“It’s been a long time comin’, but I know a change gon’ come. Oh yes it will.”
These words come from a favorite song of mine, aptly called A Change Is Gonna Come by Sam Cooke. It’s a song filled with inspiration and hope, a desire to push forward and hold onto your dream. It holds a very significant message in relation to the Civil Rights movement, and also holds a personal meaning for me.
For the last 3 years, my dream has been to holistically feel good. Through many discussions, percussions, appointments, disappointments, tests, prescriptions, preclusions, struggles and victories, I am glad to say that change has finally come.
A little back-story: I’ve always been a particularly emotional guy. Mostly I’ve attributed that to a no-puppies-and-rainbows childhood and subsequent early adulthood. However, as things got better, and more breakthroughs were had in relation to that speckled past, I wasn’t feeling better. Once I was able to sit alone in my own head for awhile and get rid of all the external excuses, the internal brokenness revealed itself.
I started working at Heuristic Solutions in July of 2015. It was a great opportunity to work in test engineering, which I believe truly came about thanks to the likes of Matt Groves, Seth Petry-Johnson and Calvin Allen, all friends who worked there at the time.
Why did I just state all that? Well, it was a work-from-home position.
That’s great, right?
Yes, of course it is. Let me explain.
When working from home, you get the benefits of not having to travel much, which saves quite a bit on maintenance, gas and time. You also get to dress and organize your office as you see fit, which is pretty awesome as well. The downsides though are, if you’re not careful, you might forget to see the light of day for quite awhile. That lack of Vitamin D-forming sunshine can cause one to feel a bit sluggish and low. I did this, and felt low. REALLY low. Just to be candid, I was having significant relationship issues, was overworking, was feeling extremely inadequate in pretty much all areas, and it all culminated in not wanting to live anymore.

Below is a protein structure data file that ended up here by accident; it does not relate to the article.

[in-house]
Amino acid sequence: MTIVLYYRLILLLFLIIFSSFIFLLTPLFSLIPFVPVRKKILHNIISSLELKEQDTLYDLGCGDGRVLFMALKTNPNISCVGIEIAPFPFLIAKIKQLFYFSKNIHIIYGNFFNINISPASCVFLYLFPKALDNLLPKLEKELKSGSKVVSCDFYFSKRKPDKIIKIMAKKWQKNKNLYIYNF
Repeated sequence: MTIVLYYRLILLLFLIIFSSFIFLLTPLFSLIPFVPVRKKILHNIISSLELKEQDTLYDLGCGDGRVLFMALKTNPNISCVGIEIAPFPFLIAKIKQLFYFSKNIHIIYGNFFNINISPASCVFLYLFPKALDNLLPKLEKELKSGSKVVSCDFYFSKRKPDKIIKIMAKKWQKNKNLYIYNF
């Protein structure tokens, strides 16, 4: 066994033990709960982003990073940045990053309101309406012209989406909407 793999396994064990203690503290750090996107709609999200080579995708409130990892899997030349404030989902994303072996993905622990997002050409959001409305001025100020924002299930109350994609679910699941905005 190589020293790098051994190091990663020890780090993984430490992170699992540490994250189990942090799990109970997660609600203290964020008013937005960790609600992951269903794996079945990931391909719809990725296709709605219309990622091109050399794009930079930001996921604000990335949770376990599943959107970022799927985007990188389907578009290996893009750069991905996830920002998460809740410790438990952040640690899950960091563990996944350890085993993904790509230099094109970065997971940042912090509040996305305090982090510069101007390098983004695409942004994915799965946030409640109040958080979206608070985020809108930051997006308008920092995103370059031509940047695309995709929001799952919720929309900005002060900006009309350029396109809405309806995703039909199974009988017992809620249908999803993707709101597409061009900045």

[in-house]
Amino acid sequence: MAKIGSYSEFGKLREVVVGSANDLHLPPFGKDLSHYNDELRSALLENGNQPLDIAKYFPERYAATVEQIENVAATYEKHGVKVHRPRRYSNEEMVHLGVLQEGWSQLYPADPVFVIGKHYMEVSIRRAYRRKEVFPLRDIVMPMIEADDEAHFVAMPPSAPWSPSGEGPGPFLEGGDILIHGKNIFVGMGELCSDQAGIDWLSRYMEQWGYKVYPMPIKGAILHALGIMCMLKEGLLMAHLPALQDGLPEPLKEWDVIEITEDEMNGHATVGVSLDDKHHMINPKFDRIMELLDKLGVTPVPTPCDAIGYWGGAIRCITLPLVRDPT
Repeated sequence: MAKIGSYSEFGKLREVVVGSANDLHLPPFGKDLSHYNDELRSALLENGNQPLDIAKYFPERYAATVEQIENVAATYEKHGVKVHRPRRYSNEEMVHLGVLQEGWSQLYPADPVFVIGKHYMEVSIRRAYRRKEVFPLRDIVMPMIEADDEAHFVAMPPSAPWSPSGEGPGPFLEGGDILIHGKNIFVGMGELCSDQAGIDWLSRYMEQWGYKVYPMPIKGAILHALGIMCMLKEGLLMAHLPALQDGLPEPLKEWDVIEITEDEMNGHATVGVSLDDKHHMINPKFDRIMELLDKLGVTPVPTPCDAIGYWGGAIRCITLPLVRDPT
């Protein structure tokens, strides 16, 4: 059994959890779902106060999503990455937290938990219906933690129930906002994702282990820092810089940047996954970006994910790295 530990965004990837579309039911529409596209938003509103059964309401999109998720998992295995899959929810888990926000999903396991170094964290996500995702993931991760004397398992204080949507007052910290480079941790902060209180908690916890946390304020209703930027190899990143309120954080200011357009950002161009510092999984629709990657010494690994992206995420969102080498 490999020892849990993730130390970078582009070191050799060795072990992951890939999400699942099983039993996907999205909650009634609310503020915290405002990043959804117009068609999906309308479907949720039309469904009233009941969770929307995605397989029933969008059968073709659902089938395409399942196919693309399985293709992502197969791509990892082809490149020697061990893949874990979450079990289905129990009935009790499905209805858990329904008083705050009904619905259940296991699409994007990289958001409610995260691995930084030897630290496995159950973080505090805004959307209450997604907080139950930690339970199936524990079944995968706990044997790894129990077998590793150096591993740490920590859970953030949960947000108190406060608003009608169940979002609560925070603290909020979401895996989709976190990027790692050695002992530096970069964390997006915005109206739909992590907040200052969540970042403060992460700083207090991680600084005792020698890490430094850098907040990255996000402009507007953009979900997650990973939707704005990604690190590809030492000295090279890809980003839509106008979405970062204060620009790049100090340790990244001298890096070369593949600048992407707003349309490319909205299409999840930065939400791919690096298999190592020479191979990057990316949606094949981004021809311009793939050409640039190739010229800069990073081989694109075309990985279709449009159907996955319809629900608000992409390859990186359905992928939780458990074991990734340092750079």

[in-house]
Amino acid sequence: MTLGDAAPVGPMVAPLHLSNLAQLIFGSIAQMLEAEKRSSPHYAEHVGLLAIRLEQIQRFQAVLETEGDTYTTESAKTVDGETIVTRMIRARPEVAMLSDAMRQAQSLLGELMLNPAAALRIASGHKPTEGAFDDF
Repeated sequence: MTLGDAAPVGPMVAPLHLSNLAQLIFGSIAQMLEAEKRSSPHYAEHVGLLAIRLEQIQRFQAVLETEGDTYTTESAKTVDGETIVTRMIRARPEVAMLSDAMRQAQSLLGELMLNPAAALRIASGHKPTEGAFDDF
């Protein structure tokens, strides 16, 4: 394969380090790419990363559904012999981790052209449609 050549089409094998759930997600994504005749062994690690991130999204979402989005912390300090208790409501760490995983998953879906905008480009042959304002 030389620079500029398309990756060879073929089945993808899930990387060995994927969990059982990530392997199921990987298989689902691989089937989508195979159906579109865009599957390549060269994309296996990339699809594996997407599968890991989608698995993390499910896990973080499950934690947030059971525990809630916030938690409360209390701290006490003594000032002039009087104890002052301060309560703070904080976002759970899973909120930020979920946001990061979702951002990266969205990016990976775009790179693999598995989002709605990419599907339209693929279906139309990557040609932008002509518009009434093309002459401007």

I take a moment to thank my wife, here. Jen, if you’re reading this right now, thank you for saving me. You didn’t have to, but you did, and you’re the most beautiful person to me for that.
My wife struggled and fought with me for a long time until she convinced me to go to the doctor. It didn’t take long to diagnose me with Manic Depressive Disorder and start the long and arduous road to figuring out what medications work for me. There are a lot out there, since depression is an odd beast with no silver bullet.
We also took some time to go to a marriage counselor. To note: if you’re going through any sorts of health issues, your loved ones are, too. They’re trying to help, trying to figure out what they can and can’t do, wanting badly to fix you but knowing they can’t, and all the while trying to understand while not getting frustrated. Counseling helped to bring these topics out and bring about more understanding and suggestions on what can and can’t be done.
With these things in mind, we had a battle plan. Slowly, but surely, I started to feel more level-headed, more energetic, more at peace with myself. Improvements were made, and it was great. But I noticed I wasn’t completely healthy still.